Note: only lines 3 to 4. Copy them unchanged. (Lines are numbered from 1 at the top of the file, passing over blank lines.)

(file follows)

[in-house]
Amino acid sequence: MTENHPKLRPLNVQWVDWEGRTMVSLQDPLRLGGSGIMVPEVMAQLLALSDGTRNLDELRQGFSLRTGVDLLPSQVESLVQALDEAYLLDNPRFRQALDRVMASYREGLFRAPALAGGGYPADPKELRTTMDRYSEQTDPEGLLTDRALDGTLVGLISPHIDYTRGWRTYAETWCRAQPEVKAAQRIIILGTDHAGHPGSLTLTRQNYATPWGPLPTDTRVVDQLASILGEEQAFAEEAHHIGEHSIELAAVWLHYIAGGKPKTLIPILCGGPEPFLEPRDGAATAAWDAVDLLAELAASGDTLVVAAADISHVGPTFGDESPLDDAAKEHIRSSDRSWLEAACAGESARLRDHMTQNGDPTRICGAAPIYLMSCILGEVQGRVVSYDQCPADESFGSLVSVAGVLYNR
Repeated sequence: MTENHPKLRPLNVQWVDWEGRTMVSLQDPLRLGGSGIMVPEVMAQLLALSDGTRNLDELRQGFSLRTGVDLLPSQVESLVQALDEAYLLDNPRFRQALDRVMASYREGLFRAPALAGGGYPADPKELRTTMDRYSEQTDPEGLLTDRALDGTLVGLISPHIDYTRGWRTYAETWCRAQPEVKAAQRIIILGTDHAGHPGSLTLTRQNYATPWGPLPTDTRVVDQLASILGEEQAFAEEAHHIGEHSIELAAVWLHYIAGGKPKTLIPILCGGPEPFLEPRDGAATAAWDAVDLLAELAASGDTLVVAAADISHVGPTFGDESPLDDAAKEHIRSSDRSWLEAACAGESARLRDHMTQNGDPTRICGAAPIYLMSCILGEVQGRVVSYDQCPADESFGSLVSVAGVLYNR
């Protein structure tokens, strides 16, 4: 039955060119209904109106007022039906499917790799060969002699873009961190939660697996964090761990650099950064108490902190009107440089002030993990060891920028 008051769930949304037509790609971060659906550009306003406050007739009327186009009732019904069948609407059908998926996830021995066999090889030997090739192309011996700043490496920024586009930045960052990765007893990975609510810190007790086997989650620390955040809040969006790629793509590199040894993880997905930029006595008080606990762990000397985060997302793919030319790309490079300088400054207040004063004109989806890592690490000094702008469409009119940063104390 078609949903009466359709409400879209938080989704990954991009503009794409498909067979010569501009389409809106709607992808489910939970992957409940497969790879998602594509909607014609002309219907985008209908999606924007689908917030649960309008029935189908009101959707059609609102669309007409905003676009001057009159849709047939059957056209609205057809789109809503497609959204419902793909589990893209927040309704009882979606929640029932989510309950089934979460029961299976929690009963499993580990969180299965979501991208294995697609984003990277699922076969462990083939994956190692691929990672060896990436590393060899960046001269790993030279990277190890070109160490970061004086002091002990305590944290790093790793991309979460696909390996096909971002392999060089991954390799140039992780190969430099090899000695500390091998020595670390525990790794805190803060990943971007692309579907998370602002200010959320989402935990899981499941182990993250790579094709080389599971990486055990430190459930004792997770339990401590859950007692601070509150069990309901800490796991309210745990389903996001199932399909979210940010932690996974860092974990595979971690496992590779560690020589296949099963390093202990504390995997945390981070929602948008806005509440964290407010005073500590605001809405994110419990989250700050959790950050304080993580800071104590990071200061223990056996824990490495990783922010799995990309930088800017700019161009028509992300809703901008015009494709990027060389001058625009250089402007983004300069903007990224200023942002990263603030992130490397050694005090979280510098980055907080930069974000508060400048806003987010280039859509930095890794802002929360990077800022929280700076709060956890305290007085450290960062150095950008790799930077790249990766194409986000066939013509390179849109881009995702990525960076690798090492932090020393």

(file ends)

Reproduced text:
Repeated sequence: MTENHPKLRPLNVQWVDWEGRTMVSLQDPLRLGGSGIMVPEVMAQLLALSDGTRNLDELRQGFSLRTGVDLLPSQVESLVQALDEAYLLDNPRFRQALDRVMASYREGLFRAPALAGGGYPADPKELRTTMDRYSEQTDPEGLLTDRALDGTLVGLISPHIDYTRGWRTYAETWCRAQPEVKAAQRIIILGTDHAGHPGSLTLTRQNYATPWGPLPTDTRVVDQLASILGEEQAFAEEAHHIGEHSIELAAVWLHYIAGGKPKTLIPILCGGPEPFLEPRDGAATAAWDAVDLLAELAASGDTLVVAAADISHVGPTFGDESPLDDAAKEHIRSSDRSWLEAACAGESARLRDHMTQNGDPTRICGAAPIYLMSCILGEVQGRVVSYDQCPADESFGSLVSVAGVLYNR
């Protein structure tokens, strides 16, 4: 039955060119209904109106007022039906499917790799060969002699873009961190939660697996964090761990650099950064108490902190009107440089002030993990060891920028 008051769930949304037509790609971060659906550009306003406050007739009327186009009732019904069948609407059908998926996830021995066999090889030997090739192309011996700043490496920024586009930045960052990765007893990975609510810190007790086997989650620390955040809040969006790629793509590199040894993880997905930029006595008080606990762990000397985060997302793919030319790309490079300088400054207040004063004109989806890592690490000094702008469409009119940063104390 078609949903009466359709409400879209938080989704990954991009503009794409498909067979010569501009389409809106709607992808489910939970992957409940497969790879998602594509909607014609002309219907985008209908999606924007689908917030649960309008029935189908009101959707059609609102669309007409905003676009001057009159849709047939059957056209609205057809789109809503497609959204419902793909589990893209927040309704009882979606929640029932989510309950089934979460029961299976929690009963499993580990969180299965979501991208294995697609984003990277699922076969462990083939994956190692691929990672060896990436590393060899960046001269790993030279990277190890070109160490970061004086002091002990305590944290790093790793991309979460696909390996096909971002392999060089991954390799140039992780190969430099090899000695500390091998020595670390525990790794805190803060990943971007692309579907998370602002200010959320989402935990899981499941182990993250790579094709080389599971990486055990430190459930004792997770339990401590859950007692601070509150069990309901800490796991309210745990389903996001199932399909979210940010932690996974860092974990595979971690496992590779560690020589296949099963390093202990504390995997945390981070929602948008806005509440964290407010005073500590605001809405994110419990989250700050959790950050304080993580800071104590990071200061223990056996824990490495990783922010799995990309930088800017700019161009028509992300809703901008015009494709990027060389001058625009250089402007983004300069903007990224200023942002990263603030992130490397050694005090979280510098980055907080930069974000508060400048806003987010280039859509930095890794802002929360990077800022929280700076709060956890305290007085450290960062150095950008790799930077790249990766194409986000066939013509390179849109881009995702990525960076690798090492932090020393």